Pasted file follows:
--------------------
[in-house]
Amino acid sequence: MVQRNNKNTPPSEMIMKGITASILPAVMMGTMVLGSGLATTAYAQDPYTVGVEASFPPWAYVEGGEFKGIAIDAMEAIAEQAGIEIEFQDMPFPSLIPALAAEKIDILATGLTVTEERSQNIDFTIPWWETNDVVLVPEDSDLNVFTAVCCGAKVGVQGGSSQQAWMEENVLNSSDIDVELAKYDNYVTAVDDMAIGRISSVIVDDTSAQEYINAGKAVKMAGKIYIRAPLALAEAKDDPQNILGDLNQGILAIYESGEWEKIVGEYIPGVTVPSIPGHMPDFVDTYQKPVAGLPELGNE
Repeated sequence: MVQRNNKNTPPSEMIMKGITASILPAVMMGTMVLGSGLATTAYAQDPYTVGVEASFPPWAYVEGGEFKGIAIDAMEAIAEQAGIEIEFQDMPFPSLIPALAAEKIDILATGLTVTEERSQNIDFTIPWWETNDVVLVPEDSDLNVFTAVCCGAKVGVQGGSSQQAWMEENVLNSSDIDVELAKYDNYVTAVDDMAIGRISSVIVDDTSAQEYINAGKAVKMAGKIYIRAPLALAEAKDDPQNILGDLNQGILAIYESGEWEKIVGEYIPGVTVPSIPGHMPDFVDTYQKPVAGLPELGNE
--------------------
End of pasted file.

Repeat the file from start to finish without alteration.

[in-house]
Amino acid sequence: MVQRNNKNTPPSEMIMKGITASILPAVMMGTMVLGSGLATTAYAQDPYTVGVEASFPPWAYVEGGEFKGIAIDAMEAIAEQAGIEIEFQDMPFPSLIPALAAEKIDILATGLTVTEERSQNIDFTIPWWETNDVVLVPEDSDLNVFTAVCCGAKVGVQGGSSQQAWMEENVLNSSDIDVELAKYDNYVTAVDDMAIGRISSVIVDDTSAQEYINAGKAVKMAGKIYIRAPLALAEAKDDPQNILGDLNQGILAIYESGEWEKIVGEYIPGVTVPSIPGHMPDFVDTYQKPVAGLPELGNE
Repeated sequence: MVQRNNKNTPPSEMIMKGITASILPAVMMGTMVLGSGLATTAYAQDPYTVGVEASFPPWAYVEGGEFKGIAIDAMEAIAEQAGIEIEFQDMPFPSLIPALAAEKIDILATGLTVTEERSQNIDFTIPWWETNDVVLVPEDSDLNVFTAVCCGAKVGVQGGSSQQAWMEENVLNSSDIDVELAKYDNYVTAVDDMAIGRISSVIVDDTSAQEYINAGKAVKMAGKIYIRAPLALAEAKDDPQNILGDLNQGILAIYESGEWEKIVGEYIPGVTVPSIPGHMPDFVDTYQKPVAGLPELGNE